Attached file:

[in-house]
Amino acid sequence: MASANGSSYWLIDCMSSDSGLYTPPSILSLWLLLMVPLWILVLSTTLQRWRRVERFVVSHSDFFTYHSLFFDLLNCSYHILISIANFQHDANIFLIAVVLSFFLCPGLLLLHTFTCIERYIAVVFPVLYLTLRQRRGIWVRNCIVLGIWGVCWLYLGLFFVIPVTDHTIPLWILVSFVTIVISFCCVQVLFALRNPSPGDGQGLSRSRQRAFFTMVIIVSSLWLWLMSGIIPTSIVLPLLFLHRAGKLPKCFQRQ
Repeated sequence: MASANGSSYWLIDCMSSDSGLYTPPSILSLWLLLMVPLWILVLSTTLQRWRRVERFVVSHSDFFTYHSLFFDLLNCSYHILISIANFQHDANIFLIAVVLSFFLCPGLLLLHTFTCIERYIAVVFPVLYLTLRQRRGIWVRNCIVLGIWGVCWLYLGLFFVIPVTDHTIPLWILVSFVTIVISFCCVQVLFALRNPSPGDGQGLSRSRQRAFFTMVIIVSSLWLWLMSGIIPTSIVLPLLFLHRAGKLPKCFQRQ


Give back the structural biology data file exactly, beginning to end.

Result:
[in-house]
Amino acid sequence: MASANGSSYWLIDCMSSDSGLYTPPSILSLWLLLMVPLWILVLSTTLQRWRRVERFVVSHSDFFTYHSLFFDLLNCSYHILISIANFQHDANIFLIAVVLSFFLCPGLLLLHTFTCIERYIAVVFPVLYLTLRQRRGIWVRNCIVLGIWGVCWLYLGLFFVIPVTDHTIPLWILVSFVTIVISFCCVQVLFALRNPSPGDGQGLSRSRQRAFFTMVIIVSSLWLWLMSGIIPTSIVLPLLFLHRAGKLPKCFQRQ
Repeated sequence: MASANGSSYWLIDCMSSDSGLYTPPSILSLWLLLMVPLWILVLSTTLQRWRRVERFVVSHSDFFTYHSLFFDLLNCSYHILISIANFQHDANIFLIAVVLSFFLCPGLLLLHTFTCIERYIAVVFPVLYLTLRQRRGIWVRNCIVLGIWGVCWLYLGLFFVIPVTDHTIPLWILVSFVTIVISFCCVQVLFALRNPSPGDGQGLSRSRQRAFFTMVIIVSSLWLWLMSGIIPTSIVLPLLFLHRAGKLPKCFQRQ